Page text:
Location: Stavanger, Norway.
Status: Feasible studies & concept design.
We call “Campus” to that special collection of buildings related with one specific environment for some reason. Stavanger East is presented as an heterogeneous group of nineteenth century industrial buildings, small and white wooden houses, new blocks of housing and business buildings, old concrete silos, and even a huge bridge (Bybrua) that connects Stavanger to the nearby islands. Stavanger East is presented to us as a miscellaneous landscape along the Fjord, an urban whole as a mixture of different features, a new area of centrality: an example of City as a Campus.
This area has indeed a lot of potential for the city, especially because of the beautiful park and the existing buildings around, the Tou Scene and the Fjord. For us, this is the more important thing, just create public space and feel the area as a new kind of vintage recovered city centre. Cities like Berlin, New York or Barcelona did it before. For this challenge, we propose to change KvitsØygata into a partially pedestrian street and generate public space as the most important heritage for the whole community. The new buildings have three, four, five or six floors and sloping roof, a contemporary complex inspired by the original small-scale wooden buildings.
There is an old Scandinavian proverb: “people go where there are people”. Attending to the book “Life between buildings: using public space” by Jan Gehl, there are a number of essential requirements for the design of a vital and lively public space: increasing density and diversity of uses, concentrating activities, available space for pedestrians and recreational use of outer space, use of the appropriate scale for buildings (maximum 5-6 plants, what it’s called “human scale”), actions for traffic calming, consider the street as the main unit of relationship, reduce speed, generate good conditions to stay in outer space, increase the number of events, cluster and concentration of activities, buildings with small fronts (6 meters maximum for each recommended), total accessibility (one single level in ground floor), opening of locals and cafes to the street, etc. All of them have been taken into account in the design of the public space around Borgen HUB.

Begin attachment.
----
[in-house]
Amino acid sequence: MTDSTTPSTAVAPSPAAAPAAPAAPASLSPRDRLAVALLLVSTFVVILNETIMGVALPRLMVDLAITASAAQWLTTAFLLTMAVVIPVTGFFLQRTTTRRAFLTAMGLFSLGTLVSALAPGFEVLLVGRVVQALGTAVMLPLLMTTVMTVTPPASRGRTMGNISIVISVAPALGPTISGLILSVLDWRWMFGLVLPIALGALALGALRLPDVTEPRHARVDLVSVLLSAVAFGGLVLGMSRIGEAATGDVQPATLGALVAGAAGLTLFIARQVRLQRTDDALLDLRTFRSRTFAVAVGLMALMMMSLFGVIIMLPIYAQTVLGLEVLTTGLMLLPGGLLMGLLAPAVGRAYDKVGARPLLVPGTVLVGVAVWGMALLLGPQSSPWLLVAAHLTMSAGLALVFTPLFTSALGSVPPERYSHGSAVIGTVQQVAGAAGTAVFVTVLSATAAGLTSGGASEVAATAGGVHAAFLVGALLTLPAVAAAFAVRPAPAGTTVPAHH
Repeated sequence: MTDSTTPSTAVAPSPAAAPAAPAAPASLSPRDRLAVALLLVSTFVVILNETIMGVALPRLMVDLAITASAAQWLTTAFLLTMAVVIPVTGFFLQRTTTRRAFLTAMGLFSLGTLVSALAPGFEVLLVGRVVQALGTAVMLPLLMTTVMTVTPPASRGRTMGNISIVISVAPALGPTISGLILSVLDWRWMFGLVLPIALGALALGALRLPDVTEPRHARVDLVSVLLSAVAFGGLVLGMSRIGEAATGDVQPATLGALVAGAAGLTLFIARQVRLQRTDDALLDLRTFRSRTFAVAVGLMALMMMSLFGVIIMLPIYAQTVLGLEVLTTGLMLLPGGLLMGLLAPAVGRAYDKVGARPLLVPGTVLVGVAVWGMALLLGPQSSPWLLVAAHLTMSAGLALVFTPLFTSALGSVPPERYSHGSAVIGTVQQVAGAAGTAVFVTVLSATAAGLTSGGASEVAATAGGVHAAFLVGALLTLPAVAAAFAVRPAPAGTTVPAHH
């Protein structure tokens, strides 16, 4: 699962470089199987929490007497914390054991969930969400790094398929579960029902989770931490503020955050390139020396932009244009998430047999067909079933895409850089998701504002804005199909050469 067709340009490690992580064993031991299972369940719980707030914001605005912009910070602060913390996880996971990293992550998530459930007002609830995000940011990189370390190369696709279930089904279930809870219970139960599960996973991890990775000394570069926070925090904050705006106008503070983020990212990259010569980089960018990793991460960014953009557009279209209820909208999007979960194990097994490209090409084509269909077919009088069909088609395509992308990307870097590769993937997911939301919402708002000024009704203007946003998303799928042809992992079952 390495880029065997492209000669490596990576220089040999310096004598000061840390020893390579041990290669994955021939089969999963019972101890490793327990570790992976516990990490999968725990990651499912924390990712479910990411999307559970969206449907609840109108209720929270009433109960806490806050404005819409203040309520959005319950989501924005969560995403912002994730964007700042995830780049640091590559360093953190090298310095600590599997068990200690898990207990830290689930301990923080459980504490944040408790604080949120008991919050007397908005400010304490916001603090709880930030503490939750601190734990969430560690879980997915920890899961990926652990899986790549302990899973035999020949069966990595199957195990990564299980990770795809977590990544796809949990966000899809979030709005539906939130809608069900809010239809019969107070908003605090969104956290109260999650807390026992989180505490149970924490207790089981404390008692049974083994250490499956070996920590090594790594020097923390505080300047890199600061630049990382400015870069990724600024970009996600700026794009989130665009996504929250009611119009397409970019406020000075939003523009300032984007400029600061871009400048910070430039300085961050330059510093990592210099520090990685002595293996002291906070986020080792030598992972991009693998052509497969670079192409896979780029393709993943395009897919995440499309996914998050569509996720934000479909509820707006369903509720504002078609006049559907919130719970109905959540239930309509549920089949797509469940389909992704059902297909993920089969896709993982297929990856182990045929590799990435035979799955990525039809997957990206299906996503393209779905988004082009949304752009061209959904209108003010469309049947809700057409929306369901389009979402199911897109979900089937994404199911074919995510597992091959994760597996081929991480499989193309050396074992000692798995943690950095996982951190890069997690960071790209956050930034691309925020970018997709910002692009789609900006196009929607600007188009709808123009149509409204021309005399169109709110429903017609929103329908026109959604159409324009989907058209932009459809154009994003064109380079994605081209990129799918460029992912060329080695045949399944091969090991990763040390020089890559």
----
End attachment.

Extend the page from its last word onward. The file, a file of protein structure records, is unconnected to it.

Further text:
Architecture & Landscape
Why do we feel attracted so much for the historical centres, for example the one of Stavanger? There are several reasons for this, but above all of them is the urban landscape as a whole: diversity, geometry, complexity, time as another material for the project, the human scale, the presence of many activities, the pedestrian slowness, and above all, the significant affluence of people. This is exactly Borgen Hub: the project as an urban landscape that comprehends the values and pre-existences of the place: Ostehuset, Oransjeriet and the park, Tou Scene and the Fjord or the surrounding neighbourhoods.
The proposal has a huge potential for setting up uses and functions. We propose a commercial program on the ground floor (shops, cafes, restaurants and creative business) and offices in all the other floors. However, we understand the architectural program as something inclusive in which people and stakeholders related in the development of the city can also take part. The local government can be part of the complex by integrating social areas depending on the needs of the neighbourhood (streets KvitsØygata and Ryfylkegata); a participatory process is recommended, better if linked to a temporary exhibition and informal events involving Urban SjØfront and other Norwegian cultural institutions: we want to know the ideas and feelings of people, that’s the key for placemaking.
Process & Phases
There are four phases for the development of the proposal: (1) Ryfylkegata (Area currently available); (2) Borgen property; (3) Current parking area (keep the existing building is still an option); (4) Kvitsoygata 19 (Area currently available, so it can be also first). feelings of people, that’s the key for placemaking.
City & Environment
Main ecological principles: (1) improving the city as a whole: maximize green areas and biodiversity; eco-mobility specially through zero emissions electric cars; densification of the East district while creating new public spaces; promote healthy lifestyle as a cultural identity; (2) design based on local climatic conditions and site context; (3) self-sufficient energy producer: bio-climatic design, energy efficiency systems and use of renewable energies; efficient maintenance systems and user guides; (4) energy and resources management centre: shared facilities based on biomass; high efficiency aerothermal energy equipment and heat recovery units; zero waste and closed loop ecosystem; closed water management; (5) local investment and industrialized systems; use of materials with low environmental impact (wood); (6) programming together: mix used proposal creating free space on ground floor, hub for boosting creative business and public private partnership; (7) productive infrastructure: urban farming and local food supply; (8) educational support: collaborate with local schools promoting educational programs for children.